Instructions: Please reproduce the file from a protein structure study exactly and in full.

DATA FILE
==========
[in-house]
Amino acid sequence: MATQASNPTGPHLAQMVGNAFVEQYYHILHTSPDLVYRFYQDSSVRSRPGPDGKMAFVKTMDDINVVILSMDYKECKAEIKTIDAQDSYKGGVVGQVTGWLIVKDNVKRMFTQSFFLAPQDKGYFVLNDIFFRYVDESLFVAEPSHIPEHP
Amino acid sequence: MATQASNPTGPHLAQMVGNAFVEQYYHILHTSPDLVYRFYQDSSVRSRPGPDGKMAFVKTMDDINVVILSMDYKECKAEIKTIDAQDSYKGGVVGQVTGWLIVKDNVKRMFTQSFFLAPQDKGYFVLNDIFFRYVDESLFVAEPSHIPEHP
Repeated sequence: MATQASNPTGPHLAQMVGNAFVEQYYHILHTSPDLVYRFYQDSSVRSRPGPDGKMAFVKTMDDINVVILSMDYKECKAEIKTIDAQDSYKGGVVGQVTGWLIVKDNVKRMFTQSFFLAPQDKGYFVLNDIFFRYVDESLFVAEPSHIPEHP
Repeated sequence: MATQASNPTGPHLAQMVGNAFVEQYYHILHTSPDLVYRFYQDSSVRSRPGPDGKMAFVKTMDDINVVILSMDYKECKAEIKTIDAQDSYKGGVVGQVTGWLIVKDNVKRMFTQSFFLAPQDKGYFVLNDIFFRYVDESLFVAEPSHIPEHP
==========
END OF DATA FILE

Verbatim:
[in-house]
Amino acid sequence: MATQASNPTGPHLAQMVGNAFVEQYYHILHTSPDLVYRFYQDSSVRSRPGPDGKMAFVKTMDDINVVILSMDYKECKAEIKTIDAQDSYKGGVVGQVTGWLIVKDNVKRMFTQSFFLAPQDKGYFVLNDIFFRYVDESLFVAEPSHIPEHP
Amino acid sequence: MATQASNPTGPHLAQMVGNAFVEQYYHILHTSPDLVYRFYQDSSVRSRPGPDGKMAFVKTMDDINVVILSMDYKECKAEIKTIDAQDSYKGGVVGQVTGWLIVKDNVKRMFTQSFFLAPQDKGYFVLNDIFFRYVDESLFVAEPSHIPEHP
Repeated sequence: MATQASNPTGPHLAQMVGNAFVEQYYHILHTSPDLVYRFYQDSSVRSRPGPDGKMAFVKTMDDINVVILSMDYKECKAEIKTIDAQDSYKGGVVGQVTGWLIVKDNVKRMFTQSFFLAPQDKGYFVLNDIFFRYVDESLFVAEPSHIPEHP
Repeated sequence: MATQASNPTGPHLAQMVGNAFVEQYYHILHTSPDLVYRFYQDSSVRSRPGPDGKMAFVKTMDDINVVILSMDYKECKAEIKTIDAQDSYKGGVVGQVTGWLIVKDNVKRMFTQSFFLAPQDKGYFVLNDIFFRYVDESLFVAEPSHIPEHP